23) The United Nations concluded that Saddam Hussein had materials sufficient to produce more than 38,000 litres of botulinum toxin -- enough to subject millions of people to death by respiratory failure."

President Bush, State of the Union address, 28 January 2003

Unmovic said in March 2003: "It seems unlikely that significant undeclared quantities of botulinum toxin could have been produced, based on the quantity of media unaccounted for."

24) By 1998, UN experts agreed that the Iraqis had perfected drying techniques for their biological weapons programmes.

Colin Powell to the Security Council, 5 February 2003

Unmovic said it "has no evidence that drying of anthrax or any other agent in bulk was conducted".

25) If Saddam Hussein does ... readmit the weapons inspectors and allow them to do their job... then the case for military action recedes to the point almost of invisibility and that is obvious.

Jack Straw, interview with David Frost, 15 September 2002

When the inspectors returned to Iraq, Britain and the US said they were ineffective and were being obstructed, leaving force as the only option.

26) Journeys are monitored by security officers stationed on the route if they have prior intelligence. Any changes of destination are notified ahead by telephone or radio so that arrival is anticipated. The welcoming party is a give away.

The PM's dossier of 3 February 2003

"In no case have we seen convincing evidence that the Iraqi side knew in advance that the inspectors were coming," chief inspector Hans Blix told the Security Council.

27) I have every confidence - and I have expressed that confidence - in the weapons inspectors ... As long as this regime is in place, and as long as it is refusing to co-operate, the inspection process becomes well-nigh impossible.

Jack Straw to the House of Commons, 17 March 2003

28) The reason why the inspectors couldn't do their job ... was that Saddam wouldn't co-operate.

Tony Blair, interview, 4 April 2003

The inspectors reported they were making progress. Iraq was destroying missiles they had declared illegal when the US ordered the inspectors out on the brink of war.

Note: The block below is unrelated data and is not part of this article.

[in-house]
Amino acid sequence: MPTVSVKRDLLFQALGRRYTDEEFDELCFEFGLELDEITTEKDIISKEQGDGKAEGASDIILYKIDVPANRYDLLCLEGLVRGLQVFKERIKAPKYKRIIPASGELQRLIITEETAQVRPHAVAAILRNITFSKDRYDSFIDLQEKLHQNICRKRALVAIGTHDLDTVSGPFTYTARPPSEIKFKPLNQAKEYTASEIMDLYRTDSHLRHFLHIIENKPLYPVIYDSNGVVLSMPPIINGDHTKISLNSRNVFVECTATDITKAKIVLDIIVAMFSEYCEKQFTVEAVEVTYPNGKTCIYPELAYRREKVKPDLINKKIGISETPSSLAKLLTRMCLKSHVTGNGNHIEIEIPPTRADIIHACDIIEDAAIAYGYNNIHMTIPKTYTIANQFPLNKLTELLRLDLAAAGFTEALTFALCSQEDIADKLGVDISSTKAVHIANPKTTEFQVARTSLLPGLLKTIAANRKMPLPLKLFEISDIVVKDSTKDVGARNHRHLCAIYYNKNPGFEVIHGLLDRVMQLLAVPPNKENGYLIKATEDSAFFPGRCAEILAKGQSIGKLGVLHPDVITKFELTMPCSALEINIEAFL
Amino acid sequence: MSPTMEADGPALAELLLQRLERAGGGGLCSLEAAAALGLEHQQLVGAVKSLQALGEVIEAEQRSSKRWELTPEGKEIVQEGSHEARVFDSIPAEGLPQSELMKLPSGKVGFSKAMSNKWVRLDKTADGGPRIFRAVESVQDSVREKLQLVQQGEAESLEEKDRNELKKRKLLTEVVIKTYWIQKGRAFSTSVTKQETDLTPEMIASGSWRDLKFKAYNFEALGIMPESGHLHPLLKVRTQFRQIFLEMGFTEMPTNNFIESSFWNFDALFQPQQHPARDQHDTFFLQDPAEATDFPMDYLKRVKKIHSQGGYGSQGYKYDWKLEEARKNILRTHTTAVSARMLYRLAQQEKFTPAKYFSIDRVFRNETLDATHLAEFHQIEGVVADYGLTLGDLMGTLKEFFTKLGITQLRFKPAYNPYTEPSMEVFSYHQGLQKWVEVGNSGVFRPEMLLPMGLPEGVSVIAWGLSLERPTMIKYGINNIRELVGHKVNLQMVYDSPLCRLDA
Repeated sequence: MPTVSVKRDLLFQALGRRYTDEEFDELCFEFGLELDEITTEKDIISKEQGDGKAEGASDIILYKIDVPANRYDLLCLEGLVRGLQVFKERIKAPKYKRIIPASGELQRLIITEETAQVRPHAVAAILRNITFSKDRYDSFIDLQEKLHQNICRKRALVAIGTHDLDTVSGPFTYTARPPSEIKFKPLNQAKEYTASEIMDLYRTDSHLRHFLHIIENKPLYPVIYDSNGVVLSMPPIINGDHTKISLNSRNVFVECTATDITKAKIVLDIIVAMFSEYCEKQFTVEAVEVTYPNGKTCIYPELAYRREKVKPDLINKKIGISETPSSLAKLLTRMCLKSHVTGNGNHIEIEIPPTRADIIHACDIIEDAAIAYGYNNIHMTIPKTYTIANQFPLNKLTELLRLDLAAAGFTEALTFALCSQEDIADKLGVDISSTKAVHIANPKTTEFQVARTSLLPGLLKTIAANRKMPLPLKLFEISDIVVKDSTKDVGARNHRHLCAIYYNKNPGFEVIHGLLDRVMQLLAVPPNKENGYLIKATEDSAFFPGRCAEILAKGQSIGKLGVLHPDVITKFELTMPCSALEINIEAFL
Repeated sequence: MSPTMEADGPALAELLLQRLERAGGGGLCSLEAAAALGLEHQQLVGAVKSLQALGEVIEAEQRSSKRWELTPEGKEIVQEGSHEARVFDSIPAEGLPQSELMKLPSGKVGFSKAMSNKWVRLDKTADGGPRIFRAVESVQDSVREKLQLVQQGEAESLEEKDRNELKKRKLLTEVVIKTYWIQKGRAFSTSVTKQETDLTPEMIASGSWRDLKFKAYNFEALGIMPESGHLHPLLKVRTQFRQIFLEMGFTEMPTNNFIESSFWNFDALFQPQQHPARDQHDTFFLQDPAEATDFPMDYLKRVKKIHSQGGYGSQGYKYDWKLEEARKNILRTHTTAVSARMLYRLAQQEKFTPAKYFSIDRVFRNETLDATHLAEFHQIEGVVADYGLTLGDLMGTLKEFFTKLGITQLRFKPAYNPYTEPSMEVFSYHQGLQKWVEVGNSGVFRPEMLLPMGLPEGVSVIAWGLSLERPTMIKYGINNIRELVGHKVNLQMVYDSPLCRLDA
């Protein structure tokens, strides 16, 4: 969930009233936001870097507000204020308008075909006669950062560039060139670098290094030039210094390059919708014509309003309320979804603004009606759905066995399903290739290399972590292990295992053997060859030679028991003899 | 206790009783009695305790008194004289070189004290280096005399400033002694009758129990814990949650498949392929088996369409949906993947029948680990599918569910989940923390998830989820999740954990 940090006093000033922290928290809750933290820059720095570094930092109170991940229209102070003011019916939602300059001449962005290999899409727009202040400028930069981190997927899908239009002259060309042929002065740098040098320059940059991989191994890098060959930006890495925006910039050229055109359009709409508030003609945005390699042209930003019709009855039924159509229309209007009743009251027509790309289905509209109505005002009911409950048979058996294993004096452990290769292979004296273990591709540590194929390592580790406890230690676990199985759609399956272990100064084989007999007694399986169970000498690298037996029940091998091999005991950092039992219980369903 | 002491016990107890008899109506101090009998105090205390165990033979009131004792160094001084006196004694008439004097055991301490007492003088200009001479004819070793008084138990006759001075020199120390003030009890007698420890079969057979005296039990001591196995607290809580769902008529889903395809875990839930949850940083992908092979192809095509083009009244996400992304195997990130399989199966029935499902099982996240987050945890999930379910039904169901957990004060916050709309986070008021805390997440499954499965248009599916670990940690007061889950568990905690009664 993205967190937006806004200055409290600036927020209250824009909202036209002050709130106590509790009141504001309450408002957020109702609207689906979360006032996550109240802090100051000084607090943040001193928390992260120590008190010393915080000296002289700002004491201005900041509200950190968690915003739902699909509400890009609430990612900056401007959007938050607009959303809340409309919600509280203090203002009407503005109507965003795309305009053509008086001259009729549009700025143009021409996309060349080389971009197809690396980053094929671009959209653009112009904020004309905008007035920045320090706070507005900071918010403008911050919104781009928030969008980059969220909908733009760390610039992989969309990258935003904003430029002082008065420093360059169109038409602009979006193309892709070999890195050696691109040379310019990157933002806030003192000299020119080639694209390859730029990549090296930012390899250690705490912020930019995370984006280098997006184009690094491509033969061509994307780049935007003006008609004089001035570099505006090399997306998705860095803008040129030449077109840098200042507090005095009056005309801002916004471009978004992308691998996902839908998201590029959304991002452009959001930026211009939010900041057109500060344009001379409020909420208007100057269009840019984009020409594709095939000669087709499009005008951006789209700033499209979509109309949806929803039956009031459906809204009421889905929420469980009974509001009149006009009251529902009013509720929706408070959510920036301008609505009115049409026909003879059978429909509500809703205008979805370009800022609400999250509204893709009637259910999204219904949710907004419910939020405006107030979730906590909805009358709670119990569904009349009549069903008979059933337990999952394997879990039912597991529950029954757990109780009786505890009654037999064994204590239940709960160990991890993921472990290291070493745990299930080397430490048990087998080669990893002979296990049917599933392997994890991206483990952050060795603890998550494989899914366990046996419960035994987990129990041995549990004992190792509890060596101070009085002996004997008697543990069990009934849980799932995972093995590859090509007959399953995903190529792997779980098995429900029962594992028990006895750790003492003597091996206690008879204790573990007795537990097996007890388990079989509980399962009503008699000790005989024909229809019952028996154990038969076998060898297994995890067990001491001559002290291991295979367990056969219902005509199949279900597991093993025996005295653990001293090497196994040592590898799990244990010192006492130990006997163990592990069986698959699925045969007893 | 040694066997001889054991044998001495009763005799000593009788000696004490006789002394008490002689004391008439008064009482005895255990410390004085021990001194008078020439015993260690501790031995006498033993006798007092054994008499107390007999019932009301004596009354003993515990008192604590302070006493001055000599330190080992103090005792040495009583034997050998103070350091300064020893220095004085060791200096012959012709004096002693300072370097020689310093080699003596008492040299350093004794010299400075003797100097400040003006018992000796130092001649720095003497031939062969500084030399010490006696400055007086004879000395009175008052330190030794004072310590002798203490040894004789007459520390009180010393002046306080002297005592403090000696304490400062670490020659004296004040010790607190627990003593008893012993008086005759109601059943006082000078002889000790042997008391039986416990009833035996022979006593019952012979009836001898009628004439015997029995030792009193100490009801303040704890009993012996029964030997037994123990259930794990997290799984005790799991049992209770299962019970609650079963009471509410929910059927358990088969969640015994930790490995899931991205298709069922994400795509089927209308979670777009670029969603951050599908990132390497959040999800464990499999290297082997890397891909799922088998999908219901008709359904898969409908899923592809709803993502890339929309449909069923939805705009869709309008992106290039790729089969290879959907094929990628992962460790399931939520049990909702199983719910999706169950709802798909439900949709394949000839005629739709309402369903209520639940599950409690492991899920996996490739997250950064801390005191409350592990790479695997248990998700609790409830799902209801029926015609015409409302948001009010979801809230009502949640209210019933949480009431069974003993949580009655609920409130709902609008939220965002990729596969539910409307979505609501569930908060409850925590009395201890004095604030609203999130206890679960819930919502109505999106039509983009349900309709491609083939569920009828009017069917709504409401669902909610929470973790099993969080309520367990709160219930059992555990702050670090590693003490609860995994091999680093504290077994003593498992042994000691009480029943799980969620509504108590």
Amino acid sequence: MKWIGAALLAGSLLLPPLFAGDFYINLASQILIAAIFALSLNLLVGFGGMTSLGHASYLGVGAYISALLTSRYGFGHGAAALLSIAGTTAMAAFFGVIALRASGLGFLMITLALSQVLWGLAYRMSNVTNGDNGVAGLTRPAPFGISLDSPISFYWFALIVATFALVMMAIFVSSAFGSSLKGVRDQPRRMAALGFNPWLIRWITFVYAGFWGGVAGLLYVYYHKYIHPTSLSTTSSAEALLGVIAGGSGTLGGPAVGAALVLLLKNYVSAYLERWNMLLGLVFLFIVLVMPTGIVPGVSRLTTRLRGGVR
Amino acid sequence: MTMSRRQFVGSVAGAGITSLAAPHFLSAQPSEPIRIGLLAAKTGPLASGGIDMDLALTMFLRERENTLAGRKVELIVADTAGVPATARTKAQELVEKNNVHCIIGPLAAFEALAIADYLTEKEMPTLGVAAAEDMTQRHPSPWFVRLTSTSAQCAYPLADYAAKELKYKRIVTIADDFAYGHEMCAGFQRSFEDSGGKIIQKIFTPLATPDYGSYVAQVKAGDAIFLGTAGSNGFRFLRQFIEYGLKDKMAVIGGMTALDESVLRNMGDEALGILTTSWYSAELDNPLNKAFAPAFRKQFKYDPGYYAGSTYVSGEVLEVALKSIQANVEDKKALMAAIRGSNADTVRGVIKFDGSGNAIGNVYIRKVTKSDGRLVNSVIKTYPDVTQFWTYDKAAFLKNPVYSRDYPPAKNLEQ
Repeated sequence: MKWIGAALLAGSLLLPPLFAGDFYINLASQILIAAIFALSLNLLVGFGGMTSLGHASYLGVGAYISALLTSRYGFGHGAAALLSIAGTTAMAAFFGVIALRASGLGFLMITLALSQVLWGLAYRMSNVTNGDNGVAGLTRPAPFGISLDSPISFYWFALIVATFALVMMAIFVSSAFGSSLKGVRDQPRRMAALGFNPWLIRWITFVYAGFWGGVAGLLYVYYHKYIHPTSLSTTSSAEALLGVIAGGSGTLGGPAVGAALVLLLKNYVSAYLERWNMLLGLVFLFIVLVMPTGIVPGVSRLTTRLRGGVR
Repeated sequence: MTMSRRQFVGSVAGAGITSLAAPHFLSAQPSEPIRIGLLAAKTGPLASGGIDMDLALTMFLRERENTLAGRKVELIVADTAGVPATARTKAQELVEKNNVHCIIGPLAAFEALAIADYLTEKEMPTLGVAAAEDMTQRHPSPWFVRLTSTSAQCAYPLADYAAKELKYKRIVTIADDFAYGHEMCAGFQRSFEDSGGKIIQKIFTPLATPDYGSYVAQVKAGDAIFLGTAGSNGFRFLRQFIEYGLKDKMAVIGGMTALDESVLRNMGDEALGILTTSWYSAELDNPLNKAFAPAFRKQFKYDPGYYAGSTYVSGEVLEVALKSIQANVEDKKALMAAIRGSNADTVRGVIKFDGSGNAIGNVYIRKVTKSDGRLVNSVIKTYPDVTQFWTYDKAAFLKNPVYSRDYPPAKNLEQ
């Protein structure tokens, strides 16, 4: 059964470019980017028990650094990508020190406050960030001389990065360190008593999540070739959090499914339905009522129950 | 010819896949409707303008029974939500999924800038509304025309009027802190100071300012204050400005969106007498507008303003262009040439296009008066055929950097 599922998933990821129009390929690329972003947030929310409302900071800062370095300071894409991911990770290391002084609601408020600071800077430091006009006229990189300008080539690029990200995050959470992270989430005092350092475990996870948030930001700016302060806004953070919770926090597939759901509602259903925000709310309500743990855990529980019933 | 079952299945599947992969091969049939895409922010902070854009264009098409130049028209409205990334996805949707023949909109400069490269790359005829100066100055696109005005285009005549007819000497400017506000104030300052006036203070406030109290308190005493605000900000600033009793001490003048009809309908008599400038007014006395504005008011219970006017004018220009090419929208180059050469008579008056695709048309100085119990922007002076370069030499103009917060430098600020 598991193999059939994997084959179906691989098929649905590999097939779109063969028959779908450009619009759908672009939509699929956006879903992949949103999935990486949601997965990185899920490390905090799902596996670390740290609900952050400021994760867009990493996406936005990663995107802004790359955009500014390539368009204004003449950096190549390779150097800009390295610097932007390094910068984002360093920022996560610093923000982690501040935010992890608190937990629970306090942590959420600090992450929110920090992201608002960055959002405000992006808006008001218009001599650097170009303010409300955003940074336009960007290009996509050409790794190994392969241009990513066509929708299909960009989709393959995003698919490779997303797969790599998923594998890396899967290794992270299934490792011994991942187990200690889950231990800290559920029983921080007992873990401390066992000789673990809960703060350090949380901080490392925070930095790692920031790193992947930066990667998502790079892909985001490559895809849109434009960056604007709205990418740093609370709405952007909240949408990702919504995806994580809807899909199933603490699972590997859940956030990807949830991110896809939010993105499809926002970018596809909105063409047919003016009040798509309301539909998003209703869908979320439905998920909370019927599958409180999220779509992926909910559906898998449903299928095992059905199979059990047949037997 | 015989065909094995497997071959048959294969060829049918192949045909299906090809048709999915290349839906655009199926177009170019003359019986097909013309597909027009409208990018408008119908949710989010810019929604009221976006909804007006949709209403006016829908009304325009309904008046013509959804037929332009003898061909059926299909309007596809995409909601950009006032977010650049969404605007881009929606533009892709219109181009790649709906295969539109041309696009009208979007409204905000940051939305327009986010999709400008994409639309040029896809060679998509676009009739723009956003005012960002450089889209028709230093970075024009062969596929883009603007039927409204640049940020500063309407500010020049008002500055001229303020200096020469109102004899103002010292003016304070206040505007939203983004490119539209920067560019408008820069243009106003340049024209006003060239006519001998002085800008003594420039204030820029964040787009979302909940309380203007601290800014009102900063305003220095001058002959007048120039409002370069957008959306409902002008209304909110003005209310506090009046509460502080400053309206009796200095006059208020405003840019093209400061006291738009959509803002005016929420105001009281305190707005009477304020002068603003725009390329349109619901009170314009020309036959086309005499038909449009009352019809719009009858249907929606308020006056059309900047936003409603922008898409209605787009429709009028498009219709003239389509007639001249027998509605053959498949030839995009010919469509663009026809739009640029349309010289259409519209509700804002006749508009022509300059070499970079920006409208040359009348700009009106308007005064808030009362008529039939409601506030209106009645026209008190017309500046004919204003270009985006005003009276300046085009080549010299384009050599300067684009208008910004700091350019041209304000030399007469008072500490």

29) Never once did I come to this House and say that I believed that we should not give the weapons inspectors more time because I did not think that they were going to get any more co-operation than they had had in the past.

Jack Straw to the House of Commons, 27 November 2003

The Foreign Secretary tortuously acknowledges that the weapons inspectors were getting somewhere at the time of the invasion.

30) There is no evidence linking Iraq to the events of 11th September; there is no evidence either so far that links Iraq to the anthrax attacks in the United States."

Geoff Hoon, 29 October 2001

This was before the war in Afghanistan to oust al-Qa'ida.

31) Iraq could decide on any given day to provide biological or chemical weapons to a terrorist group or individual terrorist ...

Dick Cheney, 10 January 2003

The White House concentrated instead on questionable connections between Iraq and terrorism.

32) There are things that haven't been explained ... like the meeting of Mohammed Atta [leader of 9/11 hijackers] with Iraqi officials in Prague.

Q: Which now is alleged, right? There is some doubt to that?

A: Now this gets you into classified areas again.

Paul Wolfowitz, to 'San Francisco Chronicle', 23 February 2002

US intelligence had established Atta was in the US at the time of the alleged meeting.

33) Mohammed Atta met Saddam Hussein in Baghdad prior to September 11. We have proof of that ... The meeting is one of the motives of an American attack on Iraq.

Richard Perle, Pentagon adviser, September 2002

If there was any proof, it would surely have been produced by now.

34) Iraq has trained al-Qa'ida members in bomb-making and poisons and deadly gases

George Bush, 7 October 2002

This claim, four days before Congress authorised war, omitted classified caveats and warnings that the information might be unreliable.